Date of Award

Fall 2021

Document Type

Thesis - Restricted

Degree Name

Master of Science (MS)



First Advisor

Hoelzle, James

Second Advisor

Saunders, Stephen

Third Advisor

Nielson, Kristy


Somatization, the propensity to experience emotional distress as physical symptoms, is a psychological issue associated with poor health outcomes. While somatic symptom reporting is quantified by various instruments, relatively little is known regarding the psychometric properties of these scales. The purpose of this study is to examine the psychometric properties of the Personality Assessment Inventory (PAI; Morey, 1991/2007) Somatic Complaints (SOM) scale in a clinical population. The properties of the SOM scale were evaluated through bifactor confirmatory factor analysis (CFA) and item response theory (IRT) procedures. A bifactor SOM model exhibited excellent fit and consisted of a general Somatic Complaints factor and subfactors reflecting SOM subscales, Health Concerns, Conversion, and Somatization. Bifactor graded item response model analyses elucidate how each specific SOM item is related to a broad somatoform construct. Particularly, items with high discrimination and moderate difficulty reflect more general comments about health status and are adequate measures of somatic complaints. In contrast, items with significantly high or low difficulty and low discrimination reflected uncommon and unusual somatic symptoms Additionally, bifactor IRT results revealed that SOM most efficiently quantifies somatic symptom reporting between T scores of 55 to 70. Collectively, this research furthers our understanding of SOM, effectively increasing our clinical understanding of somatization and the overall utility of the scale.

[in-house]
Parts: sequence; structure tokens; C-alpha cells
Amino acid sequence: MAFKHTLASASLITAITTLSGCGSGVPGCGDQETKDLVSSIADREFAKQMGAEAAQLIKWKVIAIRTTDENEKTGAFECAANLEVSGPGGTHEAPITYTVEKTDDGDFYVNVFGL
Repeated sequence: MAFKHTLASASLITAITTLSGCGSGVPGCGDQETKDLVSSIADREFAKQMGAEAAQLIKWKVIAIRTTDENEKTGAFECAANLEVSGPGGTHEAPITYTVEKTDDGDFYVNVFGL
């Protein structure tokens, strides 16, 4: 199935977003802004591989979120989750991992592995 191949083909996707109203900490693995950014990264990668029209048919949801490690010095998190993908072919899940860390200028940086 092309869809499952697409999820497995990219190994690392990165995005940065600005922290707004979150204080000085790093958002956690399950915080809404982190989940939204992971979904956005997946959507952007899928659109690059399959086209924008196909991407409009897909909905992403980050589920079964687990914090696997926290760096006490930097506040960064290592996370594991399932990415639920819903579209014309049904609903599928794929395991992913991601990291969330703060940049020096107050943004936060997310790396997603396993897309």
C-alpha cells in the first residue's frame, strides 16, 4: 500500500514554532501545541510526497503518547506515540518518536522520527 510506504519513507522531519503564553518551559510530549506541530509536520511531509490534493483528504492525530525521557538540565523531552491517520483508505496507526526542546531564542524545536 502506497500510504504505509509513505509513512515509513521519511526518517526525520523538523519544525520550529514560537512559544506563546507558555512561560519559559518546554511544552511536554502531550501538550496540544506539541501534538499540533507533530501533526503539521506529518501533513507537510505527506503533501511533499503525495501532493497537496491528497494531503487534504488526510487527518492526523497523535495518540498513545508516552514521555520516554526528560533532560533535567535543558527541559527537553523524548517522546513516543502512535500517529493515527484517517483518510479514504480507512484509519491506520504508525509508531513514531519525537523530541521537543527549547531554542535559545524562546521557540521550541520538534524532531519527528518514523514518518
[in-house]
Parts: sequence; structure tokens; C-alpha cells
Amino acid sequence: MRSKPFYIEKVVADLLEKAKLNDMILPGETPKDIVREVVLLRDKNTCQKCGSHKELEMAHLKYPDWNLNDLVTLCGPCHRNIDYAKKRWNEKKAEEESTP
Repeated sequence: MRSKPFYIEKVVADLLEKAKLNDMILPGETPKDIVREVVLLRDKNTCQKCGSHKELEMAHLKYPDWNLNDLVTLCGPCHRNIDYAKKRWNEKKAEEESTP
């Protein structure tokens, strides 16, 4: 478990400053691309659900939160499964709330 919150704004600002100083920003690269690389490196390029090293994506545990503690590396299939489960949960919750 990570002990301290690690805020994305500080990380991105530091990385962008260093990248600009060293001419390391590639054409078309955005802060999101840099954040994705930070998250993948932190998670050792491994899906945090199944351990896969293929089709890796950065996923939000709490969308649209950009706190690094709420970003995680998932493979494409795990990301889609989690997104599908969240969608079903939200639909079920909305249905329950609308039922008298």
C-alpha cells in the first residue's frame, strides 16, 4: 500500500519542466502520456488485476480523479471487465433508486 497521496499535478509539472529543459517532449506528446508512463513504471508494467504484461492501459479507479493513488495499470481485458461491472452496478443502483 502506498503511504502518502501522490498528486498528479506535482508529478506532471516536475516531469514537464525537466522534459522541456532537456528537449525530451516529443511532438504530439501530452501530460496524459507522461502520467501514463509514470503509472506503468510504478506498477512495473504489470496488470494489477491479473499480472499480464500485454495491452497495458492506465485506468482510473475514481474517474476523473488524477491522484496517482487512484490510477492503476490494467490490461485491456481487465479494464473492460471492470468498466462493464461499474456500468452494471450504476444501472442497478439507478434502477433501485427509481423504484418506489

Restricted Access Item

Having trouble?